Sanctus in Greek, parish in Germany.

This is a Catholic Church "in full communion" with Pope Francis. Catholics are bound, under penalty of mortal sin, to attend if that is the only thing available to them.

Of course, the nearby SSPX priests are schismatics and heretics, and attendance at their Masses is forbidden.

"My dear daughter, listen well to what I have to say to you. As I told you, if men do not repent and better themselves, the Father will inflict a terrible punishment on all humanity. It will be a punishment greater than the deluge, such as one will never have seen before. Fire will fall from the sky and will wipe out a great part of humanity, the good as well as the bad, sparing neither priests nor faithful. The survivors will find themselves so desolate that they will envy the dead.

"Each day recite the prayer of the rosary. With the rosary pray for the Pope, bishops and the priests. The work of the devil will infiltrate even into the Church in such a way that one will see cardinals opposing cardinals, and bishops against other bishops. The priests who venerate me will be scorned and opposed by their confreres, churches and altars sacked; the Church will be full of those who accept compromises and the demon will press many priests and consecrated souls to leave the service of the Lord. The demon will be especially implacable against souls consecrated to God. The thought of the loss of so many souls is the cause of my sadness.

"If sins increase in number and gravity, there will be no longer pardon for them. With courage, speak to your superior. It is Bishop Ito, who directs your community. You have still something to ask? Today is the last time that I will speak to you in living voice. From now on you will obey the one sent to you and your superior. I alone am able still to save you from the calamities which approach."

DJR said...

Additional note to my prior comment: Not sure why it's called the "Sanctus" by the priest. Perhaps they sing that afterwards but it's not depicted?

In any event, what is being sung during the... spectacle... is not the "Sanctus" but is actually the Trisagion (in Greek), which some of us hear every liturgy.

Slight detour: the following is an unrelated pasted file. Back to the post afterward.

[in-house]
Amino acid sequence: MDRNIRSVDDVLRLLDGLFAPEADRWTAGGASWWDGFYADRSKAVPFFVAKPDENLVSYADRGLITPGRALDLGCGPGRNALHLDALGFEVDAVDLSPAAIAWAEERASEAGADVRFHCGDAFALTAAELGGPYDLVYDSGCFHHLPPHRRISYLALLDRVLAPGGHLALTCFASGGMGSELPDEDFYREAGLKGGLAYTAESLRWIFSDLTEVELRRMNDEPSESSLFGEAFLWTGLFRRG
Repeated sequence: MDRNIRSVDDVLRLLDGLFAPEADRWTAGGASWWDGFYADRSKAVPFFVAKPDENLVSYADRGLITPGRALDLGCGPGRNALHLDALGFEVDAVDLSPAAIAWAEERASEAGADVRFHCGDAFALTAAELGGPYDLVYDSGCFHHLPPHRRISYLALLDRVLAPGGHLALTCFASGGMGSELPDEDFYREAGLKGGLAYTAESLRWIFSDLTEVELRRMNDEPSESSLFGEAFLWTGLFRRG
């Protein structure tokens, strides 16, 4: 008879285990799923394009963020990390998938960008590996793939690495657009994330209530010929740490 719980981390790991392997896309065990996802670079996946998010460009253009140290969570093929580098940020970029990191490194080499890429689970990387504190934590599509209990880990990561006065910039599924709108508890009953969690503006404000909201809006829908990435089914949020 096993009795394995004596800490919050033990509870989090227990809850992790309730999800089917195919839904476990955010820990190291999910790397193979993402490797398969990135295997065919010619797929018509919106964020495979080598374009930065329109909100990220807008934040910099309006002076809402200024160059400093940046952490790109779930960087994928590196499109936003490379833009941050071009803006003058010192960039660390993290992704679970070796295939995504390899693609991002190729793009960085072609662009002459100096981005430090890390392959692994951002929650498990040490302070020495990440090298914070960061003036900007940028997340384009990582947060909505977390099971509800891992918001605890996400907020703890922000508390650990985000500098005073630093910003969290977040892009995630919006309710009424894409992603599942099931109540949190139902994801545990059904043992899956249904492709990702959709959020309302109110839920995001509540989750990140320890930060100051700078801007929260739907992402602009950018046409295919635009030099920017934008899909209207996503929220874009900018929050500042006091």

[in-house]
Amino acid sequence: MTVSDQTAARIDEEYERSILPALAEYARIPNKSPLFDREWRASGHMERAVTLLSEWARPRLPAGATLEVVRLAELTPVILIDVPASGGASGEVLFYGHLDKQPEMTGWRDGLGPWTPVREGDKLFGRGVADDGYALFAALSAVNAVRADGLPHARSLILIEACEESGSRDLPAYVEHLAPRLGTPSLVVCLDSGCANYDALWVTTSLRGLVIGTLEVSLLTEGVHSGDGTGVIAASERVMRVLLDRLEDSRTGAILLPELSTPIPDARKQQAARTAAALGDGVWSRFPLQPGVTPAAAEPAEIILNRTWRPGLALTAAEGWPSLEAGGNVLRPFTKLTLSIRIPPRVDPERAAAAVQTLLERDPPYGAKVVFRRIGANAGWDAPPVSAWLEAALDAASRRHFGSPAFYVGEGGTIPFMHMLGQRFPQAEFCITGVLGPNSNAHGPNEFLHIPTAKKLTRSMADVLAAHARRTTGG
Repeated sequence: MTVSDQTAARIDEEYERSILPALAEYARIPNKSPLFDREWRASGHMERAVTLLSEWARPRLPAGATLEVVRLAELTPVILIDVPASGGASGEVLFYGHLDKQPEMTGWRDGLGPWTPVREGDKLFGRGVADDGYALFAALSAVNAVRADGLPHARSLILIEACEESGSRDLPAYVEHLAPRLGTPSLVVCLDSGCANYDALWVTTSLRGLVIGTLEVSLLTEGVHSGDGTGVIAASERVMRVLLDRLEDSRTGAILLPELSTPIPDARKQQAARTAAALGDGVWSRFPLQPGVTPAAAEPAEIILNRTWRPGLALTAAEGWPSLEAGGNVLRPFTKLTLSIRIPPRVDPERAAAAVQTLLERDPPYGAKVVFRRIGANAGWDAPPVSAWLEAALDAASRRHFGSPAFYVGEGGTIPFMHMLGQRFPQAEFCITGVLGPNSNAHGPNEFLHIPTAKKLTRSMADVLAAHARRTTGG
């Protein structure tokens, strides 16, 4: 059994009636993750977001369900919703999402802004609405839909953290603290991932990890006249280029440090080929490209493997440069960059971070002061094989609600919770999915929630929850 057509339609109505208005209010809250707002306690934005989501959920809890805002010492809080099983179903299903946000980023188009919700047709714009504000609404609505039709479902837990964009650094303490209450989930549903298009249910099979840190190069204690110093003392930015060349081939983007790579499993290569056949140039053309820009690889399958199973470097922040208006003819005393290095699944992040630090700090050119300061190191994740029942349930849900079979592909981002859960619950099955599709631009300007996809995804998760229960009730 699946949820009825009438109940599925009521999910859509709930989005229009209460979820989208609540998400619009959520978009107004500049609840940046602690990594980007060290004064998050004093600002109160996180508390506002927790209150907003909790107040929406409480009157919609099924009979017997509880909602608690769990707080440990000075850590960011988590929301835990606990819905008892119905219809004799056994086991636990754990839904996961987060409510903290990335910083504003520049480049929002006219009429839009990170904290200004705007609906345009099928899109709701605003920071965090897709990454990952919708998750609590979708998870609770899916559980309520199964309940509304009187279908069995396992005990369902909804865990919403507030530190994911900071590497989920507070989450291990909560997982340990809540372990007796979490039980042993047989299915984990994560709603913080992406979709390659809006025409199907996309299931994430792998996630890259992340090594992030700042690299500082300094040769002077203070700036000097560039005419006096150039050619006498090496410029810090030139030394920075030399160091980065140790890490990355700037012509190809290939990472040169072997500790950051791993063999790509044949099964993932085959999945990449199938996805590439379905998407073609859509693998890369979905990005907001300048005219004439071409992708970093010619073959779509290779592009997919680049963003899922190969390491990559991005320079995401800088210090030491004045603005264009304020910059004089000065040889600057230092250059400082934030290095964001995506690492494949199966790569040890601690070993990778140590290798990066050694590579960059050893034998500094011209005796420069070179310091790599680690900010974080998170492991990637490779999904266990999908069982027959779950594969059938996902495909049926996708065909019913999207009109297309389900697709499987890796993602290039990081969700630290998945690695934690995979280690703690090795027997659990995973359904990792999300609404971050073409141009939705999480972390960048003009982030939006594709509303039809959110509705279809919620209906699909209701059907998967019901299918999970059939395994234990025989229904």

rcg said...

It isn’t clear to me what PF wants to happen. Working from the most recent MP back through other events in this papacy it seems that he is aware of the pending schism in part, but not in whole. He is correct that the Traditionalists are not happy with the direction the Church is being led, but he seems to believe, correctly, that Traditionalists will generally remain in the Church while the progressive groups are likely to leave if they cannot edit God’s law. About the only consistent characteristic of his papacy has been the hands-off approach to challengers of Church teaching and doctrine in (apparent) hope the person will find the way back to orthodoxy or confirm his own damnation. This makes “who am I to judge?” remarkably like “who cares?” So it seems that Pope Francis allows this to continue because the deviant will eventually either see the correct path, or consciously reject it. He avoids the unpleasant parts of his clerical duty believing the final judgment will be self evident without an unpleasant confrontation on Church teaching. This is the Jesuit rejection of proselytization. But is it accurate to avoid correction even of those who proclaim the Faith and are even in a clerical state? Ironically, he seems willing to have confrontation with people who are weaker by position or nature.